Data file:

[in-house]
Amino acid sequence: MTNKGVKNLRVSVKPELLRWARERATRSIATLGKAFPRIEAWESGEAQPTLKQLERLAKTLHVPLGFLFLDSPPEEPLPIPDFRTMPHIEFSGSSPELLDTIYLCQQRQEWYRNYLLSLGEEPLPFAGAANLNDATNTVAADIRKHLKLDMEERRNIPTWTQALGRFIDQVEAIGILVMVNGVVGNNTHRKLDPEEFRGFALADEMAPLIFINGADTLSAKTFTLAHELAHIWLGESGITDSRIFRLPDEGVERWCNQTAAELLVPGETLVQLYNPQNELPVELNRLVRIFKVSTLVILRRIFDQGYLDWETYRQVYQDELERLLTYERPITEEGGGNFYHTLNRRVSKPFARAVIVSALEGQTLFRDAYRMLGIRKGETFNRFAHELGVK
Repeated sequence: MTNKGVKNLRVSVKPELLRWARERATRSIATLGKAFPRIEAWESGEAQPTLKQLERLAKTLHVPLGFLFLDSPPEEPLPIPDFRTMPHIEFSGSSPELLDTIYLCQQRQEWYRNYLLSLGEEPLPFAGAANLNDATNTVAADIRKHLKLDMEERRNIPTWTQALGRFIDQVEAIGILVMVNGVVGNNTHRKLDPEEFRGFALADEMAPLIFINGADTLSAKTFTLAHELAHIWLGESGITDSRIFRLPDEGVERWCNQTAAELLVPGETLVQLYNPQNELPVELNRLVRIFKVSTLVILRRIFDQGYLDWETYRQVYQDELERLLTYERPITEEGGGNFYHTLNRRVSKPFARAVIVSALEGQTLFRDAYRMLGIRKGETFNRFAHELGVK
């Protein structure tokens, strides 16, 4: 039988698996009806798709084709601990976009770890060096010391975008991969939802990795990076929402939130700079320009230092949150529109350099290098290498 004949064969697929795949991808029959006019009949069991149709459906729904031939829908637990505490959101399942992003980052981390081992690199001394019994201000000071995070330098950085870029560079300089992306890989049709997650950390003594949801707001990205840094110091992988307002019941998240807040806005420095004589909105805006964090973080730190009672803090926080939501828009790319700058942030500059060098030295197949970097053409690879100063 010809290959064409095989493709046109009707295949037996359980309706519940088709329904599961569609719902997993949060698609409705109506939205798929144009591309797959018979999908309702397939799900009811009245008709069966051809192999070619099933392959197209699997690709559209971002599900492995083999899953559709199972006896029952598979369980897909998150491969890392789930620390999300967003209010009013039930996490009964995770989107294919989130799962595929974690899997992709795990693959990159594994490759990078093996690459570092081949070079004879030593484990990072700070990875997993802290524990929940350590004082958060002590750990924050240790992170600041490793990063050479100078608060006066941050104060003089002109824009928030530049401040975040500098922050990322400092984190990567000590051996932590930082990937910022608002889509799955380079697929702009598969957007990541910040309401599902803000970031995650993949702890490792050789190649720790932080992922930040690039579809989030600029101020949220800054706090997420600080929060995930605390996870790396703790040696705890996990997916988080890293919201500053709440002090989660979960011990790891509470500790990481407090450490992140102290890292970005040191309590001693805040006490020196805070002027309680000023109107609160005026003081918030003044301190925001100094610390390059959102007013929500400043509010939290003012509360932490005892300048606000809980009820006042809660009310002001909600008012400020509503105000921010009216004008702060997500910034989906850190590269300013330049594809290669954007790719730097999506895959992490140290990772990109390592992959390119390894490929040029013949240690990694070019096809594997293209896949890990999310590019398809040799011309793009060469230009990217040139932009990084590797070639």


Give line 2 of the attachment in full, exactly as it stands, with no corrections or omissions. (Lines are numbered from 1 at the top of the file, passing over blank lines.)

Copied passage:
Amino acid sequence: MTNKGVKNLRVSVKPELLRWARERATRSIATLGKAFPRIEAWESGEAQPTLKQLERLAKTLHVPLGFLFLDSPPEEPLPIPDFRTMPHIEFSGSSPELLDTIYLCQQRQEWYRNYLLSLGEEPLPFAGAANLNDATNTVAADIRKHLKLDMEERRNIPTWTQALGRFIDQVEAIGILVMVNGVVGNNTHRKLDPEEFRGFALADEMAPLIFINGADTLSAKTFTLAHELAHIWLGESGITDSRIFRLPDEGVERWCNQTAAELLVPGETLVQLYNPQNELPVELNRLVRIFKVSTLVILRRIFDQGYLDWETYRQVYQDELERLLTYERPITEEGGGNFYHTLNRRVSKPFARAVIVSALEGQTLFRDAYRMLGIRKGETFNRFAHELGVK